Mirrorless are the future of photography, here's why

An analog SLR from the Olympus OM series

Mirrorless are the future of photography, going back to the past

Taking a step back. At the time of the invention of the reflex camera, the mirror was introduced because it was not possible to overcome the limits of the rangefinder by adapting it to all photographic genres. The reflex system was conceived, and perfected, in a period prior to the autofocus. Autofocus was later adopted later introducing, as we have seen, further problems. It was necessary to find a way to eliminate the limitations of the mirror by exploiting the evolution of technology. This brought mirrorless to life.

The digital SLRs, even the latest models, they are an adaptation of a system conceived in a totally analogical and “pre-electronic” era. Adaptation of an idea born in a period when there were no technologies capable of reproducing what the lens sees without the aid of a mirror. These technologies now exist and the best known is called “electronic viewfinder”. Thanks to the electronic viewfinder, and the surrounding technologies, from a conceptual point of view, it is possible to overcome all the limits of reflex systems because with mirrorless:

  • it is no longer necessary to adopt a long draft;
  • by studying a suitable electronic shutter, black out can be avoided as there is no longer the mirror that moves;
  • there is no more noise due to the movement of the mirror;
  • there are fewer chances of smearing the support with oil, and the problem will cease to exist when a suitable electronic shutter is developed;
  • no optical / camera body calibration problems;
  • it is possible to use the viewfinder in video mode;
  • you can view all shooting data in the viewfinder;
  • it is possible to carry out very rapid bursts in a silent way, thanks to the absence of the mirror;
  • the autofocus system, when suitable electronic shutters are available, does not fall victim to a “blackout”.

All while maintaining the limit inherent in the contextualization of the scene, which by force majeure cannot be displayed, except foruse of hybrid vision systems (as in the Fujifilm X-Pro2 for example). Mirrorless are just a throwback to the past, complemented by the best that technology offers. The real problem is that they are still immature products and in some ways in an embryonic state. They carry with them several uncertainties deriving from both legacies of technologies in use on the reflex system, both due to technological limitations. Eg:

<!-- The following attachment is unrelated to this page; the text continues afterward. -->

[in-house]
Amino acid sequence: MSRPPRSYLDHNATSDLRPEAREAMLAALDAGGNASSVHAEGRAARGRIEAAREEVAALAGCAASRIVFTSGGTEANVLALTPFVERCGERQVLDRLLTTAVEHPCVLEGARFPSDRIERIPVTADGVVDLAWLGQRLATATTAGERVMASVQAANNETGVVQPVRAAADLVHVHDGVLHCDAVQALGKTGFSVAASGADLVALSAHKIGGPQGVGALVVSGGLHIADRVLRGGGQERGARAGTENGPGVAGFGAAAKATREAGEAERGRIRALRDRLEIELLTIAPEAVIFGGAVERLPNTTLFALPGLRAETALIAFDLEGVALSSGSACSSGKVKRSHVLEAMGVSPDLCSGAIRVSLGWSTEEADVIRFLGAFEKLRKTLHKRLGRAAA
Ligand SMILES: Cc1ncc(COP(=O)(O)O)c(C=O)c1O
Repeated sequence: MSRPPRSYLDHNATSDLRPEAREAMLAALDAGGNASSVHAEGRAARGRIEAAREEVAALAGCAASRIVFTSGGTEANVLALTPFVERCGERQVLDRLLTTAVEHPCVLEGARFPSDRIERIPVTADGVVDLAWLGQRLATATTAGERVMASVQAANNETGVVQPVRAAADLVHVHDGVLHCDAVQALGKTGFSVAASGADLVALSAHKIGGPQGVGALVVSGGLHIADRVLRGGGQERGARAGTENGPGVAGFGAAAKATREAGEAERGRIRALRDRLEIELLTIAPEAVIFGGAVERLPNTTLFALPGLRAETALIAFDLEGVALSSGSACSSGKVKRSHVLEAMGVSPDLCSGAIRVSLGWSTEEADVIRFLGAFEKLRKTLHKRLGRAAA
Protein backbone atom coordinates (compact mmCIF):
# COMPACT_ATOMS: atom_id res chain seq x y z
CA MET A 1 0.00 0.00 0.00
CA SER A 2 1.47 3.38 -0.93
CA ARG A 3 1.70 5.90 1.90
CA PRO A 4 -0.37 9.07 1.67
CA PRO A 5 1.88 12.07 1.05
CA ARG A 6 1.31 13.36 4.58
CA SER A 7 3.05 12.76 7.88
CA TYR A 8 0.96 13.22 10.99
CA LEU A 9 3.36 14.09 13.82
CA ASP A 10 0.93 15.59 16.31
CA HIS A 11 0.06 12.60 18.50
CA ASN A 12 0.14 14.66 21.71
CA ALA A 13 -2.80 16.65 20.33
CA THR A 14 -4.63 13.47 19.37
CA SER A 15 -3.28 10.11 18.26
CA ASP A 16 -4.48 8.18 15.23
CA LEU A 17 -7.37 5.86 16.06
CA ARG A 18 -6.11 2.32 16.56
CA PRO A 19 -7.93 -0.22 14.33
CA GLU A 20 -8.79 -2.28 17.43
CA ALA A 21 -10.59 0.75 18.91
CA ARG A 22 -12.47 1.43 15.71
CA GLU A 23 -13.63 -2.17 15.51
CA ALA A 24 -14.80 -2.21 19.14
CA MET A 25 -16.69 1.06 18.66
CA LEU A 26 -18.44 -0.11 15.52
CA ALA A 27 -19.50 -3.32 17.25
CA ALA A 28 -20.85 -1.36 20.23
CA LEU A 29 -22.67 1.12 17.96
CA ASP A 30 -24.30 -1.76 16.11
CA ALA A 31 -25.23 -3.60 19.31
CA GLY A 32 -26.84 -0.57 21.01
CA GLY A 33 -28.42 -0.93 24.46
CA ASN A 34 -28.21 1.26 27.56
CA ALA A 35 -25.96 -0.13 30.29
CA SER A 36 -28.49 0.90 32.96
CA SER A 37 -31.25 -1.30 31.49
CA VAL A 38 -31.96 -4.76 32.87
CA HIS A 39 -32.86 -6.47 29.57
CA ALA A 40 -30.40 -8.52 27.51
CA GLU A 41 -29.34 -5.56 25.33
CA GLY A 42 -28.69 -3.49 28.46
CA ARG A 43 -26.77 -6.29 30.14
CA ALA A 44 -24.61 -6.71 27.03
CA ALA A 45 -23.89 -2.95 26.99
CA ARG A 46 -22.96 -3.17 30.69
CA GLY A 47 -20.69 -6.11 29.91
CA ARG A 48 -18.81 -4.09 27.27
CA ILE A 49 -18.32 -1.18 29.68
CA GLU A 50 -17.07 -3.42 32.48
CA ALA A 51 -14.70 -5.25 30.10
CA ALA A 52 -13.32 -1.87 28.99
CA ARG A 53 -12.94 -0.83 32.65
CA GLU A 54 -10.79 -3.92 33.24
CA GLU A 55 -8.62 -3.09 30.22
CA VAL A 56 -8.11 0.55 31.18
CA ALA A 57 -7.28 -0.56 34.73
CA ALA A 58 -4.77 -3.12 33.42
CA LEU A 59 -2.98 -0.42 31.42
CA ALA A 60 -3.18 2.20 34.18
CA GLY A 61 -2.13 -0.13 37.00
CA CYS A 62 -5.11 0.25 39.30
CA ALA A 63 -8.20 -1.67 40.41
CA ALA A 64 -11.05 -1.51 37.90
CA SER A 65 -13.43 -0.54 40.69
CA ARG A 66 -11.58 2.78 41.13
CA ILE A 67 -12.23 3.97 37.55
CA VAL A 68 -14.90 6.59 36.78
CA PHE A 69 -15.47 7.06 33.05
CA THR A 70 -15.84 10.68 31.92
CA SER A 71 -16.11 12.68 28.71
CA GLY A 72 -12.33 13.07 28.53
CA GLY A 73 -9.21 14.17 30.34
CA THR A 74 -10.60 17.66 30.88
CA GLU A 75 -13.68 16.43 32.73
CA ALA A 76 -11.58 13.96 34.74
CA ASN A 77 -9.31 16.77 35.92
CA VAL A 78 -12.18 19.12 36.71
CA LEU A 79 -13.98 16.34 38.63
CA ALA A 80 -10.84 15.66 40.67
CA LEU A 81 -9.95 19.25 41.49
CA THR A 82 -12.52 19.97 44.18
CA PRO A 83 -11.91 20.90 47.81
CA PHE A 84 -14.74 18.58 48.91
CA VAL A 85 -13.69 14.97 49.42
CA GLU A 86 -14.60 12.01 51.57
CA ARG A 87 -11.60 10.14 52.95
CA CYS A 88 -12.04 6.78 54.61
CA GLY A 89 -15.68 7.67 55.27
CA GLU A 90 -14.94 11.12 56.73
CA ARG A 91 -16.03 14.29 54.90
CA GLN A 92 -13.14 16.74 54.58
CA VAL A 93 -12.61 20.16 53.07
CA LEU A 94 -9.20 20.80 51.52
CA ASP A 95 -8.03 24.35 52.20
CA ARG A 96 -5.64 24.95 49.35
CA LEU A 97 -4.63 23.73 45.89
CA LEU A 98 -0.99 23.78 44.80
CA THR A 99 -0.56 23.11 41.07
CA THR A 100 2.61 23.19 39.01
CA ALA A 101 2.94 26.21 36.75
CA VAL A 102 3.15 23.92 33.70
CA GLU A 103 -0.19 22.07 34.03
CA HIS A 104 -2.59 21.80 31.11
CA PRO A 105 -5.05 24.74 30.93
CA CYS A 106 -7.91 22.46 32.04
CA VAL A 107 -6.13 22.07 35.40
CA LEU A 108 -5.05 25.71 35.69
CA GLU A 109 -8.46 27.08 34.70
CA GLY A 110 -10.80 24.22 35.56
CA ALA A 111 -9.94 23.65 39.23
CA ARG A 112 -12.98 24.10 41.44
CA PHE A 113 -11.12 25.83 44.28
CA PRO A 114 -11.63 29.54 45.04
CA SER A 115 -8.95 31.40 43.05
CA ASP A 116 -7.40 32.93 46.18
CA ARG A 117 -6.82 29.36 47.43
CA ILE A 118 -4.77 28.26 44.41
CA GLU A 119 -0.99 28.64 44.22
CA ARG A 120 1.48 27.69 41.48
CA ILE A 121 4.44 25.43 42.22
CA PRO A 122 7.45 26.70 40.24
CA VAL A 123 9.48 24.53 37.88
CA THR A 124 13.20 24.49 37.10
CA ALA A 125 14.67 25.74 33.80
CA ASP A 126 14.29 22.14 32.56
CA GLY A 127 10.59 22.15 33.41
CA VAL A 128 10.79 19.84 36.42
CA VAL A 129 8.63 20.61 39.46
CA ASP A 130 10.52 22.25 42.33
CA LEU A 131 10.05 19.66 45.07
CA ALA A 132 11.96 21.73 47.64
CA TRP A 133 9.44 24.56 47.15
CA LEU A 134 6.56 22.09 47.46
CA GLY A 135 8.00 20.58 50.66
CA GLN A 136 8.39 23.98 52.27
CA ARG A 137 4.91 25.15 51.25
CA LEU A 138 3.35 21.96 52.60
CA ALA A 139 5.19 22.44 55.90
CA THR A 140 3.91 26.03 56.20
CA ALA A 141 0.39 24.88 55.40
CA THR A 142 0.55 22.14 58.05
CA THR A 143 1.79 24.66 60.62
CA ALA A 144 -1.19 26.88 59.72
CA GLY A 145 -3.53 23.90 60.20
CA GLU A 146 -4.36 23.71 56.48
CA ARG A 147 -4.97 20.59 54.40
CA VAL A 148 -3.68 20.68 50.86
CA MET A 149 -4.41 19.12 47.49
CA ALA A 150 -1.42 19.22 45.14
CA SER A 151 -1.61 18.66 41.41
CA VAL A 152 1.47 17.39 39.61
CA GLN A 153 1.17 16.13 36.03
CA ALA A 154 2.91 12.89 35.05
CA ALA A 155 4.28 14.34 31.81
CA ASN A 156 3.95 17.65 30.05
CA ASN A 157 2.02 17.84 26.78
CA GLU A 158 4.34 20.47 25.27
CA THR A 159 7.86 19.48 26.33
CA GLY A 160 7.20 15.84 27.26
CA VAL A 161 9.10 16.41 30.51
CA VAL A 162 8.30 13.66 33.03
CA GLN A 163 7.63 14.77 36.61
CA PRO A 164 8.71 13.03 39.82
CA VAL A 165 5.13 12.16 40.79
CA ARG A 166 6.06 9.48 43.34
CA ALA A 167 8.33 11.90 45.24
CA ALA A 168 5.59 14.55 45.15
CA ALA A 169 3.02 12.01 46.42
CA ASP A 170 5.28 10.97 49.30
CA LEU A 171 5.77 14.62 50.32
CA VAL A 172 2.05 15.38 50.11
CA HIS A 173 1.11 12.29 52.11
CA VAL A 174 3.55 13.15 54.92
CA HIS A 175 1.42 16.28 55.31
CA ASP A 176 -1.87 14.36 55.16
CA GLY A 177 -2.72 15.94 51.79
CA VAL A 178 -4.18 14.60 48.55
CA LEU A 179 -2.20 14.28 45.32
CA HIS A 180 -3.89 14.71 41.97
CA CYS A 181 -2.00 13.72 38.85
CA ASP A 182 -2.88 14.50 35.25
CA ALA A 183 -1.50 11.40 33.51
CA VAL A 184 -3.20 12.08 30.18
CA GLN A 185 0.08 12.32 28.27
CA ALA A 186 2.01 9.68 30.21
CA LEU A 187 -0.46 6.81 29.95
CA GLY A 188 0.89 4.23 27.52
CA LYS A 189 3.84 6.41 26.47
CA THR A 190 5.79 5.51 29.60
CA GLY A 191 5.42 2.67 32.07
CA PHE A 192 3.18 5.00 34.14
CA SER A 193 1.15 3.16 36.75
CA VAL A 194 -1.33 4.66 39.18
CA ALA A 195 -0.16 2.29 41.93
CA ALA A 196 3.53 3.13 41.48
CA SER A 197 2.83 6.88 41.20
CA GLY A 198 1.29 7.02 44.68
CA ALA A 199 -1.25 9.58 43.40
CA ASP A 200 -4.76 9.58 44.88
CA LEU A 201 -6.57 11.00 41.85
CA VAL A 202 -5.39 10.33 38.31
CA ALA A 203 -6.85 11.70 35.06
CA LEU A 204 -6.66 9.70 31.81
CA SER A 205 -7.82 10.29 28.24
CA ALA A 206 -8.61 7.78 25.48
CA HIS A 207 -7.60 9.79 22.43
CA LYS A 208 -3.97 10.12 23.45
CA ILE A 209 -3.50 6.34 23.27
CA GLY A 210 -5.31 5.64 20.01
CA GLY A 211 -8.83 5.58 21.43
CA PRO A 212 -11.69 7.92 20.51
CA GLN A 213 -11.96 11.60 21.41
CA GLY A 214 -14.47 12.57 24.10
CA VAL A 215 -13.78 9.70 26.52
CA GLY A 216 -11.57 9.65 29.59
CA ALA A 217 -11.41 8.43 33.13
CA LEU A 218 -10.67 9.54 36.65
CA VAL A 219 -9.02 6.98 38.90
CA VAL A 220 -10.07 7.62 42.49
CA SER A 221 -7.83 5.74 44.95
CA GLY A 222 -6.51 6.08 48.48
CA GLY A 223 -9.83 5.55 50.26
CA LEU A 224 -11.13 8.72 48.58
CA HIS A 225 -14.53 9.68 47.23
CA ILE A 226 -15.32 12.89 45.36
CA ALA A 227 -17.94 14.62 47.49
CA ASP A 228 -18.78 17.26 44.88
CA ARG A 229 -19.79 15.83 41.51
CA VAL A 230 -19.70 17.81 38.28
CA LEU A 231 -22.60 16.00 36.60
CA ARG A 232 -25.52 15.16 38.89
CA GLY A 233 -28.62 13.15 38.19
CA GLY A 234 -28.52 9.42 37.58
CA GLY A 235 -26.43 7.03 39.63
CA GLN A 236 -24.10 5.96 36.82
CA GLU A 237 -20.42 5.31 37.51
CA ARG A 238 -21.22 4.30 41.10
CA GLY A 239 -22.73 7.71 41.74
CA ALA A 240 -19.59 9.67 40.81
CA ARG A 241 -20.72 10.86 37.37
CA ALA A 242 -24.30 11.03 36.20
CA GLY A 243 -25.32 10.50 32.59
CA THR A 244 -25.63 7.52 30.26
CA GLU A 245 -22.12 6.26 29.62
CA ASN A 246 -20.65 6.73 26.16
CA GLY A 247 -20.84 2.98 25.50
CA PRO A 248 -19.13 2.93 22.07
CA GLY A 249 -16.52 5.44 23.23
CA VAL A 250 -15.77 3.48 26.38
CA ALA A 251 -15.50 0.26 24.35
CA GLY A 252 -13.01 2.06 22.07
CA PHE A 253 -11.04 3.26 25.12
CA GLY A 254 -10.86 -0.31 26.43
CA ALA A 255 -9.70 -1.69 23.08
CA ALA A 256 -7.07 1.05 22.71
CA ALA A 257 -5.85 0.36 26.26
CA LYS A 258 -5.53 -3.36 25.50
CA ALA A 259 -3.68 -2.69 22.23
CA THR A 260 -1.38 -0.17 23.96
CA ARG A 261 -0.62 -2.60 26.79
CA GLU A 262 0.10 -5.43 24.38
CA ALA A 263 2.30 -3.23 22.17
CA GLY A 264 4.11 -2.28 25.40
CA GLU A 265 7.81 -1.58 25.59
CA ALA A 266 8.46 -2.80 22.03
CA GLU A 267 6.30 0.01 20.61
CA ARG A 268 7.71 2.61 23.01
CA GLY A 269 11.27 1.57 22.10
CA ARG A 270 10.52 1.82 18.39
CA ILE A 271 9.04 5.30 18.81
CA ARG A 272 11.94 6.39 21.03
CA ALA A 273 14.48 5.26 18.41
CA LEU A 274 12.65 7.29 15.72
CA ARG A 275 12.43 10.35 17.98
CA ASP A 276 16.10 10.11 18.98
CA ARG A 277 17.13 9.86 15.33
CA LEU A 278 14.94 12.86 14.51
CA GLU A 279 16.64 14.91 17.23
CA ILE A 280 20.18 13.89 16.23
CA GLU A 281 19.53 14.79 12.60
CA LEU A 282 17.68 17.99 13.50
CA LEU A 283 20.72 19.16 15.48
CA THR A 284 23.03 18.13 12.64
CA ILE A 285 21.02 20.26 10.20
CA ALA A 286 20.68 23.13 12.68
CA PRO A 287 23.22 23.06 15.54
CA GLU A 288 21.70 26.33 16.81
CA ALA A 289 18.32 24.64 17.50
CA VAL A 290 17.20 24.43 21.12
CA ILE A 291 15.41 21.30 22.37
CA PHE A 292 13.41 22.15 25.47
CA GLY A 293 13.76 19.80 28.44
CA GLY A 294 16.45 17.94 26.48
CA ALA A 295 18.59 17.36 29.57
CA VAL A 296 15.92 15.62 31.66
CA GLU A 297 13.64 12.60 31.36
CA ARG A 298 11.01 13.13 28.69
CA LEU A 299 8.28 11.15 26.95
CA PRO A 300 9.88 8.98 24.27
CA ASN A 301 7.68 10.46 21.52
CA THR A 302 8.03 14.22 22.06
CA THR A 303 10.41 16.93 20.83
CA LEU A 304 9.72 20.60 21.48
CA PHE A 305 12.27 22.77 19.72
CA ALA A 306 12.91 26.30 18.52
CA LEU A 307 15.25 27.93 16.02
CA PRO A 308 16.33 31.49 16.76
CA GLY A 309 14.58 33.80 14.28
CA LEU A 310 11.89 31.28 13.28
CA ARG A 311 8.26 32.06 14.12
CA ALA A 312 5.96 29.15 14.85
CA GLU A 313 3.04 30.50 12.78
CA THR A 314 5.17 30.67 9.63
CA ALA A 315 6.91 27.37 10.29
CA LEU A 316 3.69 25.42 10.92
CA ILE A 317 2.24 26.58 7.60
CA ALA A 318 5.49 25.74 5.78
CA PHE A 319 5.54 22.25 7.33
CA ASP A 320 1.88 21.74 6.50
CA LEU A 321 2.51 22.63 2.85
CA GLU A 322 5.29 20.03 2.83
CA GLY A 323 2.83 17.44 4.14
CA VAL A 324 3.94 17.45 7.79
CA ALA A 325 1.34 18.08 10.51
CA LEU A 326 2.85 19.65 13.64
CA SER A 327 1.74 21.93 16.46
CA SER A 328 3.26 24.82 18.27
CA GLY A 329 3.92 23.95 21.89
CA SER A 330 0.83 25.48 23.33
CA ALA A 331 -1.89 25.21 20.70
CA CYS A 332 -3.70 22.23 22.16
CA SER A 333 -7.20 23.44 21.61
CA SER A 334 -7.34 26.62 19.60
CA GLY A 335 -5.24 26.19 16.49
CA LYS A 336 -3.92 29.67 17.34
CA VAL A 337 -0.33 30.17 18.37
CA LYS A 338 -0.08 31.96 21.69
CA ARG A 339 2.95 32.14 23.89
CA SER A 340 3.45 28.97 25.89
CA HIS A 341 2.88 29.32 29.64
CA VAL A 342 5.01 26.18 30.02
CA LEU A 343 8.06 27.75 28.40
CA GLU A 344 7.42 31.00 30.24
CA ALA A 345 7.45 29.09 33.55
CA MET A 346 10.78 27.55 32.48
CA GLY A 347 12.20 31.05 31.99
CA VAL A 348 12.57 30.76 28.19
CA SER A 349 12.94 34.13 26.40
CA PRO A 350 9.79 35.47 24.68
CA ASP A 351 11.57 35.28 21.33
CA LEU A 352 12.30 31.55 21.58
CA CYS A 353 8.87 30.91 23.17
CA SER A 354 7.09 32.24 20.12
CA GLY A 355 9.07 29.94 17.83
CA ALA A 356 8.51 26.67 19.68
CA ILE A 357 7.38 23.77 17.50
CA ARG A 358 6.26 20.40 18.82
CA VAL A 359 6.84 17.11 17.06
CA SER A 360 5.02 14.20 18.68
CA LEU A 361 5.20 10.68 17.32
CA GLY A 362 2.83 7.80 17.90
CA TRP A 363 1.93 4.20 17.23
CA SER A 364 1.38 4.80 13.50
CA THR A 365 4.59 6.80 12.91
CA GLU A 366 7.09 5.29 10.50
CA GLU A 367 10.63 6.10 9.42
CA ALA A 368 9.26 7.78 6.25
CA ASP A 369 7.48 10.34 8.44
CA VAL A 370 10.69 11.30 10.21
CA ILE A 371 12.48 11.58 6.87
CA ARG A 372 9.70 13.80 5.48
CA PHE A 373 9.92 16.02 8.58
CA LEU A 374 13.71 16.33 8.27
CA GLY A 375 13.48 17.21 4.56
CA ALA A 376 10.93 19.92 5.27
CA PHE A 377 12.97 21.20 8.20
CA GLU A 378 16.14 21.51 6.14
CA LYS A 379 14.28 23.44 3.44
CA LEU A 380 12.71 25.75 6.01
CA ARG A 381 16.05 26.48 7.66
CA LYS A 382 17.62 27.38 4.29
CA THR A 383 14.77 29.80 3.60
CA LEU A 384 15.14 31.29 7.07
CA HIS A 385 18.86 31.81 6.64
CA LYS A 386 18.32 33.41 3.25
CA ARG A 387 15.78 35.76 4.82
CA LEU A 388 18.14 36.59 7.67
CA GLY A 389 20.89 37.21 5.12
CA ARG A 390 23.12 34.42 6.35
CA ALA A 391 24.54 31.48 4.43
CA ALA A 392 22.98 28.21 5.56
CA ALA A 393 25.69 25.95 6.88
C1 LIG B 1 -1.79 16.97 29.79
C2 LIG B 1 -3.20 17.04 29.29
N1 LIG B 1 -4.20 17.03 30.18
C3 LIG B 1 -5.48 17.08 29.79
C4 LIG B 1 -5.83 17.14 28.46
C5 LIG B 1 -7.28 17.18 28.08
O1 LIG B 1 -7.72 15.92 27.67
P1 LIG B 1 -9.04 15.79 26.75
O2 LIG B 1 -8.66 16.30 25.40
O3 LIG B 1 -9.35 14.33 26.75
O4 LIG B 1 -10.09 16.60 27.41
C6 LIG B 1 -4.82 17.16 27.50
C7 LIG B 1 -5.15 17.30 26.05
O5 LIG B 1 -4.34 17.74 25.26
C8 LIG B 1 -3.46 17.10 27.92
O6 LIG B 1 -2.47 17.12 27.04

• there is currently no perfect electronic viewfinder;
  • electronic shutters still have various problems, so mechanical ones or mixed solutions are used;
  • the current optics are often still conceived with “long throw” schemes;
  • overheating of components, since the sensor is always on;
  • shorter camera autonomy.

These are problems that will gradually be overcome over time. A constant development process by producers and a constant feed from users will be needed. Now more than ever, users find themselves having to carry out the activity of “beta tester” for the development of mirrorless. In fact, with each generation improvements are introduced that are based on problems encountered in the field that otherwise would not have been possible to detect.

Mirrorless are the future of photography, here's why

Mirrorless are the future of photography, but …

The statement “mirrorless cameras are the future of photography” it’s true. However, even if mirrorless are the future it doesn’t mean that they are immediately better at everything. It just means that they have more development potential, at least until the next revolution.

Nowadays we have to make a choice, better a tested product or an experimental product that offers more in some areas? The answer is simple: it depends. Each model has pros and cons, and each system has strengths and weaknesses. The choice must be weighed precisely with respect to this. A reportage photographer could have a lot of laughs reading this speech: in fact, his Leica today as then does the same great job. A matter of necessity, or perhaps style. What do you think about it? let us know in the comments!